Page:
FBI Agent James Hosty's Notes From His Interogation of Lee Oswald
Oswald’s interrogation on the afternoon of November
22, 1963, was attended by two FBI special
agents, James Hosty and James Bookhout, both of
whom recorded handwritten notes. Bookhout told the
Warren Commission that he destroyed his notes later,
1. Hosty told the Warren Commission much the same story, adding that he specifically recalled placing his notes in a wastebasket.
2. Thirty-two years later, however, Hosty’s book Assignment Oswald (Arcade Publishing; 1st edition, November 22, 1995; Little, Brown and Company, Jan 1997) appeared with a photographic reproduction of the notes, which turned out to have not been destroyed after all. Hosty explained that he had truthfully testified to the Warren Commission, in that at the time of his testimony he sincerely believed that he had destroyed the notes but subsequently he had discovered them in papers on his desk.
3. Since it was standard FBI procedure to destroy such notes, it seems reasonable that Hosty felt no obligation to step forward with them after he came across them—if retaining the notes was not required, neither was producing them. Moreover, there is nothing in the notes to suggest any ulterior motive for suppressing them. While there are a few items of information in his formal report are not in the notes, he explained in his Warren Commission testimony that the notes would not be as fully written out as the report. The information supplied in the report but not covered in the notes seems unremarkable, amounting mostly to Oswald’s date of employment at the TSBD and the account Oswald gave of his activities on the day of the assassination. On the whole, there seems to be no reason to doubt Hosty’s explanation for the belated appearance of the notes, which he turned over to the ARRB in 1997.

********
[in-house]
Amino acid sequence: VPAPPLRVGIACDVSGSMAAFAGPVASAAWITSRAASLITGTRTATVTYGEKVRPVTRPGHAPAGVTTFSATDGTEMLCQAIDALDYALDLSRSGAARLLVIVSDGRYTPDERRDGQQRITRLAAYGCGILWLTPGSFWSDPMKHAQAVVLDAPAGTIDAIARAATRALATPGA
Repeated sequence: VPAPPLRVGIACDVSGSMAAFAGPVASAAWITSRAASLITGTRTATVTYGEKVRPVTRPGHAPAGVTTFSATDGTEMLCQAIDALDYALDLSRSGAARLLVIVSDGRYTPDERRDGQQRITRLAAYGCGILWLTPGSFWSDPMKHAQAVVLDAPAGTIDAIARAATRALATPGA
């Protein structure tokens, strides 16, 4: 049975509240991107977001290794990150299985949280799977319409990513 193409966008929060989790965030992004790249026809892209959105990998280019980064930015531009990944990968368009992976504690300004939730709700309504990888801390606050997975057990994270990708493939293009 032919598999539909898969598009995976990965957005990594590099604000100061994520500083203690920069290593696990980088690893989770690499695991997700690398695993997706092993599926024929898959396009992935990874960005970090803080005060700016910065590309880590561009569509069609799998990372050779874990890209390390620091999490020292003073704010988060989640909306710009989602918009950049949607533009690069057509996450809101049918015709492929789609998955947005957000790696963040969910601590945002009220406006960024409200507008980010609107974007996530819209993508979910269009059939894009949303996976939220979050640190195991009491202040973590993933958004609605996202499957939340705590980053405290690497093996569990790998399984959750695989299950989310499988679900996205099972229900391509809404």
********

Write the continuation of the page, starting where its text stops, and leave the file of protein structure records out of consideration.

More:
Text from Larry Haappanen, Fall 2001 Vol 7 Issue 3
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